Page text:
bunq CEO: “It’s a marathon not a sprint, we run our own race”
bunq, the Netherlands-founded challenger bank which has so far resisted venture capital (VC) funding unlike its peers, announced yesterday that it doubled its total customer deposits in 2019 to more than €433 million ($476 million).
This may not sound like a lot compared to Revolut’s €10 billion ($11 billion) in deposits – based off its claim that each customer holds an average of €1,000 in their account – but without VC funding and huge amounts of marketing, bunq is not doing badly.
The average deposit held by bunq’s Premium users in 2019 was €2,322, and since the start-up launched its Green Card in November it’s seen more than 70,000 trees planted for every €100 spent. In the last month, the challenger’s sustainable initiative saw €3 million spent through its platform.
CEO Ali Niknam tells FinTech Futures he isn’t phased by the apparent race some challengers find themselves in. “It’s a marathon not a sprint, we run our own race.”
Niknam points out that bunq, known as “a bank built by coders”, has been “less aggressive” in its marketing strategy, preferring the “build it and they will come” phrase.
“Of course you need to do a little bit of marketing just for people to know who you are and for them to trust you, but our main driver of growth has been satisfied users,” he adds.
From April 2017 to April 2018, bunq made losses of around €11 million ($12 million). But Niknam is confident these losses won’t stick around for long, saying the challenger has a firmly sustainable business model.
Part of this comes down to the percentage of its active users. The bank revealed that 62% of its Premium customers use bunq as their primary account. This is impressive, and speaks to a hurdle many challengers face in keeping customers active more than once a month or simply when they go on holiday to avoid fees.
Revolut highlighted its current focus on daily user activity off the back of its $500 million fund raise earlier this week, saying it would use the new money to consolidate its current user base which one can only assume is not as active as the challenger might like it to be.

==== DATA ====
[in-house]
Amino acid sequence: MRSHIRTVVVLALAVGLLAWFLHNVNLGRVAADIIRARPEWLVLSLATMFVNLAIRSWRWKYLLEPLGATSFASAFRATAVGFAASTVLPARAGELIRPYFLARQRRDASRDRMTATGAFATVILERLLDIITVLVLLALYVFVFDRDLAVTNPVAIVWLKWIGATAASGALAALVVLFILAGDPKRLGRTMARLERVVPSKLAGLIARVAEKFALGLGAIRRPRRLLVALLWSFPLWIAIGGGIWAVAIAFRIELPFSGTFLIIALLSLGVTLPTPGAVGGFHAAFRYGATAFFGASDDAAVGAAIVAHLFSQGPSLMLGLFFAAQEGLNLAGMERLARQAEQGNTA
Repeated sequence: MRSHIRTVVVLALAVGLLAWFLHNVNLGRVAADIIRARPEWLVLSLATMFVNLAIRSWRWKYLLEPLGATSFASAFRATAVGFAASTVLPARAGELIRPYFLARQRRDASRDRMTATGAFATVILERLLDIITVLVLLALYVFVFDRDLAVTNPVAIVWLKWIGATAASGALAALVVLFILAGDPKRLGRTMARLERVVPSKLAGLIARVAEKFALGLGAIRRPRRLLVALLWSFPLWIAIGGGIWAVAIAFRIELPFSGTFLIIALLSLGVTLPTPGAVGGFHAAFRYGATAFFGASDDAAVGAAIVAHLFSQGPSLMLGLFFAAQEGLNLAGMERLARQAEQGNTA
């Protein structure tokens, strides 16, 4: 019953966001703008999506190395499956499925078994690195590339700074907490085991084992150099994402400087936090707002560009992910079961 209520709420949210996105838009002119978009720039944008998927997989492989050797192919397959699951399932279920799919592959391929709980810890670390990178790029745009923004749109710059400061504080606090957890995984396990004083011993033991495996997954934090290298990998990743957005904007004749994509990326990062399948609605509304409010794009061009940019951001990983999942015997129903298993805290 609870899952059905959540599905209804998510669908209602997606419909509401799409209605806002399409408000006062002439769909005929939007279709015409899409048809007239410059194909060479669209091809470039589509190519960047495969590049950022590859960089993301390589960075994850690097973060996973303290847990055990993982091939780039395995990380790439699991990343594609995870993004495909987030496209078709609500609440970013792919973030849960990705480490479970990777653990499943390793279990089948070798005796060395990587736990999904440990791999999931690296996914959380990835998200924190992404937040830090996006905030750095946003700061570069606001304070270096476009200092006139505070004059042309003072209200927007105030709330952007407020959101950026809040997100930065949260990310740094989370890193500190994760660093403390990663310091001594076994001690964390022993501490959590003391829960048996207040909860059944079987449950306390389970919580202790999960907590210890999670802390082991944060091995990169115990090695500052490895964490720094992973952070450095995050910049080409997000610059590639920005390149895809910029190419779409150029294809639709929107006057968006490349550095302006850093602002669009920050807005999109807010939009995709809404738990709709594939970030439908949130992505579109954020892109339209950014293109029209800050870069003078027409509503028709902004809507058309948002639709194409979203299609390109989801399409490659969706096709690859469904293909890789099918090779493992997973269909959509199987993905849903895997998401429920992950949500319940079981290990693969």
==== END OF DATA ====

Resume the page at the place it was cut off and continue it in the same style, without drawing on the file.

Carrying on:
Asked whether bunq finds active user metrics challenging, Niknam says: “Actually, I don’t think we have that issue – our statistics are very healthy.”
He adds: “We have created products that people actually want to use. They don’t come to our platform because we’re handing out free stuff, or because we have been overtly in your face with ads.”
The departure of N26 from the UK earlier this month came after it launched in the country with a huge advert campaign which saw the German-founded challenger project its branding onto famous London Underground stations.
Whilst it claimed the reason for leaving the UK was down to Brexit, it’s far more likely the challenger pulled out because it didn’t have enough customers.
One of the difficulties in saturated markets such as the UK is differentiation. bunq launched in the UK, along with all other European Union countries as well as European Economic Area (EEA) countries Norway and Iceland, last October.
Niknam is sure bunq users feel cared for, citing an event the challenger hosted in Amsterdam at the end of January to reveal the bank’s thirteenth app update. He says more than 600 customers turned up, proving “it’s more than just a bunch of features”.
In an interview with FinTech Futures last October, Niknam also claimed more than 90% of the challenger’s negative feedback related to Know Your Customer (KYC) processes was from fraudsters who were “trying to break in by posing as legitimate customers”.
Having already started another company in his 20s called TransIP which is now the biggest domain name and web hosting provider in the Netherlands, Niknam’s end goal with bunq ultimately comes down to straightforward business objectives.
“I like to think of myself as a simple entrepreneur running a business that, in ten years time, will offer products that are actually used, and that is actually profitable – you know, the old fashioned stuff”.